All that being said, I really thought for one wild minute that Bond was going to kiss Q in that clinic bar (also dropped thread: the goons tailing Q just…didn't follow him back to his hotel room? What), and I devoutly hope that Daniel Craig does make that fifth Bond film he's contracted for, because the Bond/Q/Moneypenny/M/Tanner team is just too good, they should all be put into the field somehow in the next movie, IT WOULD BE AWESOME, QED.

Also, on a cross cultural moviegoing experience note, there was a 10-minute intermission an hour and twenty minutes into the movie. Apparently this is normal in Belgium? Okay then. And yes, no matinee pricing.

(no subject)

Date: 2015-12-08 00:04 (UTC)
swan_tower: (Default)
From: [personal profile] swan_tower
My take on it was much less charitable than yours, in that I don't think a mere rewrite could have saved it. Too many of its themes were warmed-over versions of conversations this series has already had, too many of its characters were introduced with backstories the narrative didn't really care about and dropped at the first opportunity (Monica Belluci's character being the earliest and more egregious example), the story failed to commit properly either to the Vast Shadowy Global Conspiracy angle or the Intimate Personal Connection angle, and Denbigh was the flattest, most obvious villain I've seen in years, with a plan that struck me as stupid even for a Bond film. Moneypenny, Q, M, and Tanner were about the only good part of it after that opening sequence.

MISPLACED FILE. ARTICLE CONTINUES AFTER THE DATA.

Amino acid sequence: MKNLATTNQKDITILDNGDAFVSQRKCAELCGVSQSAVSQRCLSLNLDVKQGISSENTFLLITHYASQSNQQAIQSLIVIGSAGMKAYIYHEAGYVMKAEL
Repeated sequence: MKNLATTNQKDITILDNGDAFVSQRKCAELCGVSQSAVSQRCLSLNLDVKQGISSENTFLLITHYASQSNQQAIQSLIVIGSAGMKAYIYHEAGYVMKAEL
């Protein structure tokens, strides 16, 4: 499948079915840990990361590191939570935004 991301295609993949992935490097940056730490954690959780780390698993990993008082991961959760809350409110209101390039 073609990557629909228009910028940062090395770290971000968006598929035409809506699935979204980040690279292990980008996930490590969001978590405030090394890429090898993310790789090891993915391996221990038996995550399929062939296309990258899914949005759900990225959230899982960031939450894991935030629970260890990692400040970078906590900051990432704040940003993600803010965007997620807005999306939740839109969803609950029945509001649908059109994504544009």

(no subject)

Date: 2015-12-08 00:23 (UTC)
swan_tower: (Default)
From: [personal profile] swan_tower
For me, it didn't help that I really detested Andrew Scott in Sherlock. But I'll grant that's a variable-mileage thing.

I enjoyed individual bits of the film. They just didn't add up to anything very memorable or impressive.

(no subject)

Date: 2015-12-08 00:59 (UTC)
swan_tower: (Default)
From: [personal profile] swan_tower
I thought Denbigh and Blofeld were in cahoots? But if so, it's yet another of those plot elements the script waved at vaguely but didn't really develop.

(no subject)

Date: 2015-12-08 01:21 (UTC)
longwhitecoats: Data looking quizzical (Data)
From: [personal profile] longwhitecoats
Just popping in to say (1) I agree, I didn't much care for it, but I'm glad I saw it and I thought Craig did his best; and (2) WHATTTTT YOU TWO KNOW ONE ANOTHER? THIS IS WEIRD.

(no subject)

Date: 2015-12-08 01:26 (UTC)
swan_tower: (Default)
From: [personal profile] swan_tower
Dude, we've known one another for about . . . five, six years now? :-P


starlady: Raven on a MacBook (Default)

July 2017

91011121314 15
16 17 1819202122

Page Summary

Style Credit

Expand Cut Tags

No cut tags
Powered by Dreamwidth Studios